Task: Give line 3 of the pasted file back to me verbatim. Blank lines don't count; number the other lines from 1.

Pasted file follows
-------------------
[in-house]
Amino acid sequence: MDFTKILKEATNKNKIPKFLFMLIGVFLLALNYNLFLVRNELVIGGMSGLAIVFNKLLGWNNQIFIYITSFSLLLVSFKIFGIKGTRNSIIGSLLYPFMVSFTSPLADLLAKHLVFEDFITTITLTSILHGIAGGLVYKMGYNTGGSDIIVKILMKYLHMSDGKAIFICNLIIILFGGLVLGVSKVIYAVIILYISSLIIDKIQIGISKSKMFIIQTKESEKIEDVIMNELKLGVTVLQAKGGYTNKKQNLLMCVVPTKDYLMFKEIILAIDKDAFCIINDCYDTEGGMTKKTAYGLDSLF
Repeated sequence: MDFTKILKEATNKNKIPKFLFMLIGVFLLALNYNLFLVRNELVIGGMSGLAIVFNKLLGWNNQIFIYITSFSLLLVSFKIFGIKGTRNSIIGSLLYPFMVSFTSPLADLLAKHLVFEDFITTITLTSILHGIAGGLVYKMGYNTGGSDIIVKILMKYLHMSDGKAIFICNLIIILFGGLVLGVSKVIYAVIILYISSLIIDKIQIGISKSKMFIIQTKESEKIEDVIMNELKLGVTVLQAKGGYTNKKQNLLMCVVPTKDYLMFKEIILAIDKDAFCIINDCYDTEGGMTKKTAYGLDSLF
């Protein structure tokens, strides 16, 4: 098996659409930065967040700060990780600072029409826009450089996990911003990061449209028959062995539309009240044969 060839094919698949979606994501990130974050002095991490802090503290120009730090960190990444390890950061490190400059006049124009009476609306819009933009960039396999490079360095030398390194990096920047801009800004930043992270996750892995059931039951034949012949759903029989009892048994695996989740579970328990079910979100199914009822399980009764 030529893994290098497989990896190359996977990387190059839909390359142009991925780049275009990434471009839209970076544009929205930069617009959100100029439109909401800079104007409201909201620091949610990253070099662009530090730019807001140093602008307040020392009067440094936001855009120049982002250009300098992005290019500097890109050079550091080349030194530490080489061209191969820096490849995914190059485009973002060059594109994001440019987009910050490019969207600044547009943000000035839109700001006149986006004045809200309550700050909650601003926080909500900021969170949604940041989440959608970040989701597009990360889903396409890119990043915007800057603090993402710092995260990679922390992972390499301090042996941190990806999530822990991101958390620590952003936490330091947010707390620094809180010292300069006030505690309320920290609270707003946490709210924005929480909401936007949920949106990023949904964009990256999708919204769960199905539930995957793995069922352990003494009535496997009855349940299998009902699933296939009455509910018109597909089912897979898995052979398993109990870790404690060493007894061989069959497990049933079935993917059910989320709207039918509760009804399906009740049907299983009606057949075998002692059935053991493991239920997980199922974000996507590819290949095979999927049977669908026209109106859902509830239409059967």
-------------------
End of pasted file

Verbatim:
Repeated sequence: MDFTKILKEATNKNKIPKFLFMLIGVFLLALNYNLFLVRNELVIGGMSGLAIVFNKLLGWNNQIFIYITSFSLLLVSFKIFGIKGTRNSIIGSLLYPFMVSFTSPLADLLAKHLVFEDFITTITLTSILHGIAGGLVYKMGYNTGGSDIIVKILMKYLHMSDGKAIFICNLIIILFGGLVLGVSKVIYAVIILYISSLIIDKIQIGISKSKMFIIQTKESEKIEDVIMNELKLGVTVLQAKGGYTNKKQNLLMCVVPTKDYLMFKEIILAIDKDAFCIINDCYDTEGGMTKKTAYGLDSLF